Legal and Policy Challenges to the Dakota Access Pipeline

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Recent University of Pennsylvania event explores issues raised by the Dakota Access Pipeline.

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The Dakota Access Pipeline may become operational at any moment. The pipeline, which stretches from North Dakota to Illinois, has sparked protests about its impact on the Standing Rock Sioux Tribe and remains controversial.

In light of ongoing public interest in the pipeline, the Kleinman Center for Energy Policy and the Penn Wharton Public Policy Initiative at the University of Pennsylvania recently hosted a joint workshop reviewing the key legal and policy issues raised by the project. Benjamin Nussdorf, an Adjunct Professor at the Washington College of Law and Professorial Lecturer at George Washington University Law School, provided initial remarks, and John Quigley, a Senior Fellow at the Kleinman Center, offered commentary and moderated the event. Official representatives of the Standing Rock Sioux Tribe did not attend the Penn workshop.

Nussdorf, speaking in his personal capacity, provided a brief history of the protests and addressed the two central issues contested by the Standing Rock Sioux Tribe and Dakota Access: the pipeline’s potential impact on water quality and its alleged encroachment on sacred tribal land.

Protests against the pipeline, Nussdorf noted, began in 2016 when pipeline construction approached Lake Oahe, a reservoir on the Missouri River that also serves as the primary source of drinking water for the Standing Rock Sioux Indian Reservation. The path of construction directed the pipeline to cross the lake at a point less than half a mile north of the reservation, a crossing which became a geographic focal point for protesters.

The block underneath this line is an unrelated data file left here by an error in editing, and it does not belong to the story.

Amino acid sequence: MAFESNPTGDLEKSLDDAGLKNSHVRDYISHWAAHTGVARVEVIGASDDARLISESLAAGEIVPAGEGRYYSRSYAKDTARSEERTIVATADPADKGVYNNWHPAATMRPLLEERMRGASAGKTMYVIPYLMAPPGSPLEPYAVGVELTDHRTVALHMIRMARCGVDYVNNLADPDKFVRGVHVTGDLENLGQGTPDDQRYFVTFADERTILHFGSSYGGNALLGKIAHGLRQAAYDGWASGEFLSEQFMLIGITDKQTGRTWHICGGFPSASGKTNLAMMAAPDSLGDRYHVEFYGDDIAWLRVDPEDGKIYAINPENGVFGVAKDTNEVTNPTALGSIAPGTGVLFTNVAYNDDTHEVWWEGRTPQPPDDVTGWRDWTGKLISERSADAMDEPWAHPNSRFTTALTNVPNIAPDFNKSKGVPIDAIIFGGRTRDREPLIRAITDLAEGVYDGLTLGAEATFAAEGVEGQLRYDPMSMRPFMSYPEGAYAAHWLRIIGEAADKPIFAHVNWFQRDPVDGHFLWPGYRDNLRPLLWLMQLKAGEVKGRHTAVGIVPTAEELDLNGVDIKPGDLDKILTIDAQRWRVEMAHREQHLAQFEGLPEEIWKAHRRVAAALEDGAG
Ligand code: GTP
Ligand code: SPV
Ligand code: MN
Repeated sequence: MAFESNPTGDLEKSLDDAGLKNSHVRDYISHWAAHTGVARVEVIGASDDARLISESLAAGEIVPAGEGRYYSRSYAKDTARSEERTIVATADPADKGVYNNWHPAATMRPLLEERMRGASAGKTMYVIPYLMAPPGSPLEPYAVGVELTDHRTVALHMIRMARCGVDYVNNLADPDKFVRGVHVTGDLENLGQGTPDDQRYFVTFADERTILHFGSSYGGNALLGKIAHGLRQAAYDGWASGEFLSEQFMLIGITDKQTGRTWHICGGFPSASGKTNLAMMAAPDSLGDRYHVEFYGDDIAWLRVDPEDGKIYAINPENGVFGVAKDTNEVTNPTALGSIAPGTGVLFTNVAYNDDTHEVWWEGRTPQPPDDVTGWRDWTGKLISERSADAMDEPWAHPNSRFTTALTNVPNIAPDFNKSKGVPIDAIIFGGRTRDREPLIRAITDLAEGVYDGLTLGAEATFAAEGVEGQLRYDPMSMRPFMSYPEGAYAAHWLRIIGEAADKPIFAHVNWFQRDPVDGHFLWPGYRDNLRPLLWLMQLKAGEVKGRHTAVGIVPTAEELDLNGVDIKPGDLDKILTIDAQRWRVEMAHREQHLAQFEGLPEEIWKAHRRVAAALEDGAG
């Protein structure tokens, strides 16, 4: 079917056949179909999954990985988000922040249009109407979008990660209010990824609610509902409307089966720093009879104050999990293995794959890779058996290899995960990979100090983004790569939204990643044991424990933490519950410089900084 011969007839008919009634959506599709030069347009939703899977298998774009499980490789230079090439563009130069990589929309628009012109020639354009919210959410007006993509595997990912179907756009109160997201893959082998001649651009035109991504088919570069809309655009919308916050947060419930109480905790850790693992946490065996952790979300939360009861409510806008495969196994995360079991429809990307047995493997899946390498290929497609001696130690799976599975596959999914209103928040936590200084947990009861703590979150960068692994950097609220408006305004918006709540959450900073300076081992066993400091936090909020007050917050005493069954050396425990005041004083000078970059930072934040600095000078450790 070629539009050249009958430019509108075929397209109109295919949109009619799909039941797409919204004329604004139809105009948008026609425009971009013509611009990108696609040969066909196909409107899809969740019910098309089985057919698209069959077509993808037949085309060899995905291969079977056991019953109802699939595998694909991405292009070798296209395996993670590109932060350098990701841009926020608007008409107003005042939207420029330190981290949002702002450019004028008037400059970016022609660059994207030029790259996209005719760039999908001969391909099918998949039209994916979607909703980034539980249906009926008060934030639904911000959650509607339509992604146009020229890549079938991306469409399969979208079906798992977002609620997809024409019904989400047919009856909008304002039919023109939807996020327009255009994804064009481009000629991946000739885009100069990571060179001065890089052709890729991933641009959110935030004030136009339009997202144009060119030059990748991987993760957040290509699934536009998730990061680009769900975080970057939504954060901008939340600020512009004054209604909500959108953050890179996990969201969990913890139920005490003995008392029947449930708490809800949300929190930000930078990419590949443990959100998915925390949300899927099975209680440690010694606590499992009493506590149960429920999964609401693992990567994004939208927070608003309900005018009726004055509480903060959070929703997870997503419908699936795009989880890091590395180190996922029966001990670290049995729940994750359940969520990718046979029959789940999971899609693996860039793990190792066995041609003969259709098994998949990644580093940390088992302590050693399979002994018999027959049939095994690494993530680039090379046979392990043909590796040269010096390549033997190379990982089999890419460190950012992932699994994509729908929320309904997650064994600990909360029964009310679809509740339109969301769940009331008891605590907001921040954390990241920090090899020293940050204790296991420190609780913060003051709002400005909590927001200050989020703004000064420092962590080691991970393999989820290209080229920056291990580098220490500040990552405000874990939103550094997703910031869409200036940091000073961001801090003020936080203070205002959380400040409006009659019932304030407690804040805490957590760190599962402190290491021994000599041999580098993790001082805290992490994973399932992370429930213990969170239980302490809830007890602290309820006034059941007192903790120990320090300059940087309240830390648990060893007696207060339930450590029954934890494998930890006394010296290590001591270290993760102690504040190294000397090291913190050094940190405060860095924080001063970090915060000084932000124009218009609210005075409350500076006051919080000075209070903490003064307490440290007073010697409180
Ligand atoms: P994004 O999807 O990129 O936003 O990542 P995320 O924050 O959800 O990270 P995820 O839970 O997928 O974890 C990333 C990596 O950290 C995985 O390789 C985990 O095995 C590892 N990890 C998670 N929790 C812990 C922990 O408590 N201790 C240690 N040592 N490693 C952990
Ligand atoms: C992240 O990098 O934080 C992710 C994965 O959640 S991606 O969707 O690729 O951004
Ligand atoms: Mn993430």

As the protests grew, one final regulatory hurdle stood between Dakota Access and a completed pipeline: a permit to cross Lake Oahe. The U.S. Army Corps of Engineers, which has the authority to grant or deny permits to projects that cross navigable waters, reviewed and ultimately denied the permit in December 2016—a presumed victory for protesters.

Yet, the denial was not the final word on the controversy. Despite its December 2016 decision, the U.S. Army Corps of Engineers granted the permit a few months later in February 2017 after being directed by President Donald Trump to reconsider the project.

The U.S. Army Corps of Engineers’ issuance of an environmental assessment, according to Nussdorf, triggered lawsuits from a number of Sioux Tribes. One of the main issues the Standing Rock Sioux raised in litigation is that the pipeline, which will transport approximately 570,000 barrels per day of petroleum once operational, will jeopardize the safety of their drinking water.

Nussdorf responded to this claim by emphasizing the safety of pipelines and the low likelihood of an accident or spill. He further noted that a specific regulatory body—the Pipeline and Hazardous Materials Safety Administration within the U.S. Department of Transportation—is mandated by Congress to specifically oversee the safety of projects that transport energy. Nussdorf also stated that alternatives to a pipeline, such as transporting petroleum by train or trucks, are “costly, inefficient, and not as safe as constructing a pipeline.”